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The Affordable Care Act Also Lowers Your Car Insurance Rate


by: Emily Cadik

Fri Apr 25, 2014 at 00:00 PM CDT


The Affordable Care Act isn't just making health care more affordable. It's actually bringing your car insurance rates down too - not to mention workers' compensation and business liability insurance costs.

According to a study by the RAND Corporation, costs in some of these insurance lines could be reduced by 5 percent or more as a byproduct of having so many people insured because of the ACA.  

Read why after the jump.

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There are a few reasons that other non-health insurance costs will be lower because of the ACA. Though of course none of these types of insurance are directly covered under the ACA, the injuries that they cover often are. And patients might use liability insurance less frequently to get treatment for health problems if they have health insurance. Liability claims are also expected to drop in states that limit the awards based on payments from other sources (like health insurance). On top of that, patients who go to the doctor more often are less likely to file medical malpractice claims. There are several other factors at work here too, but the bottom line is that the ACA has some pretty significant spillover effects in this area.

According to RAND researchers, liability insurance companies currently reimburse tens of billions of dollars each year for medical care related to car accidents, workplace injuries and other accidents. For instance, car insurance companies paid $35 billion for medical costs associated with these accidents in 2007, which amounted to close to 2% of all health care costs that year. Now, it's more likely that health insurance will pick up part of this tab.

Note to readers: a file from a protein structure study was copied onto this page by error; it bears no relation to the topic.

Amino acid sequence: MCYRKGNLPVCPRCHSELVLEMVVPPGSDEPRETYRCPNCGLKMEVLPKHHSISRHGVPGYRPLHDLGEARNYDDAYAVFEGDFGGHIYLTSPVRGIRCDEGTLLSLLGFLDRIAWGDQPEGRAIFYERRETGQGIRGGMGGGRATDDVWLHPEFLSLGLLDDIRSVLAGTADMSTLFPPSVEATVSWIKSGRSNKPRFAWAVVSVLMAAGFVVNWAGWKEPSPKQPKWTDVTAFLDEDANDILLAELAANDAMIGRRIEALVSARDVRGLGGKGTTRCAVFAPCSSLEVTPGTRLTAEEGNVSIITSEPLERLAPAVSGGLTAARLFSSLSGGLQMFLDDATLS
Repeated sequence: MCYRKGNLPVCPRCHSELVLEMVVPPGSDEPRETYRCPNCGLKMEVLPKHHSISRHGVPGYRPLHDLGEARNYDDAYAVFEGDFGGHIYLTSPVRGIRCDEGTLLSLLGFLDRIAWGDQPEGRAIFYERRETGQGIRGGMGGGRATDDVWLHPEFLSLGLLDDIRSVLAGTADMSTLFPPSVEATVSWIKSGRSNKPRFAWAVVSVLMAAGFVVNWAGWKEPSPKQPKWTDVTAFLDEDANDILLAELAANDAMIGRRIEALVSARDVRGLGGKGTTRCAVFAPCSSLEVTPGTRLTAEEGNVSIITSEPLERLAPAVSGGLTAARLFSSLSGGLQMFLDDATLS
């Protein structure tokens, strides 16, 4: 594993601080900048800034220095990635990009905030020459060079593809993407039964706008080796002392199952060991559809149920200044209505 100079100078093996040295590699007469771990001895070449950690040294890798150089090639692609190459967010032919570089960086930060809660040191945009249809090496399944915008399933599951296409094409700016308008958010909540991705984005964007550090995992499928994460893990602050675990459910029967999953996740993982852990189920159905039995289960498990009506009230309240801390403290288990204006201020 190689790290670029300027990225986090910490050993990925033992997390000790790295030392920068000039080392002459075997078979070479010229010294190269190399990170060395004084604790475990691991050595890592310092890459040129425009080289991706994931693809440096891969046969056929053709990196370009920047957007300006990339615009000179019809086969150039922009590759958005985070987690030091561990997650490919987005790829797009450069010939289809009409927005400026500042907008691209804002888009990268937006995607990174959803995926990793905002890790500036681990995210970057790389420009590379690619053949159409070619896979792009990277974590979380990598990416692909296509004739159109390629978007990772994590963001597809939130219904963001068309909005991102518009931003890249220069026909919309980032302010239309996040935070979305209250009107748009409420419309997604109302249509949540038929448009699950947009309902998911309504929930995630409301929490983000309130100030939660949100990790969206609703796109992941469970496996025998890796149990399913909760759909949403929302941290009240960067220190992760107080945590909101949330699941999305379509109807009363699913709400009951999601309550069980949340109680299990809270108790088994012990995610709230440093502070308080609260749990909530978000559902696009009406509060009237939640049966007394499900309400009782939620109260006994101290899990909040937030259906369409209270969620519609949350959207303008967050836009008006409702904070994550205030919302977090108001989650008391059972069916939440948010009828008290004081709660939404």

Unfortunately the decrease in insurance costs may be limited in Texas because of the state's refusal to expand Medicaid. According to the RAND report, "There are many state-level variables that will influence any impacts on liability costs created by the Affordable Care Act. This includes items such as whether states require medical costs to be deducted from liability awards or whether states choose to implement the Affordable Care Act's optional Medicaid expansion." And by not expanding Medicaid, there are 1 million fewer insured Texans.

But the results show just another reason that health insurance is so important beyond the obvious health benefits.

The findings also come on the heels of learning that the health insurance premiums under the ACA are $5 billion lower than expected, which means the federal government will now have to spend $164 billion less in federal subsidies over the next decade.

So health insurance is cheaper, car insurance is cheaper and the law itself is even cheaper than expected. Everyone wins.  



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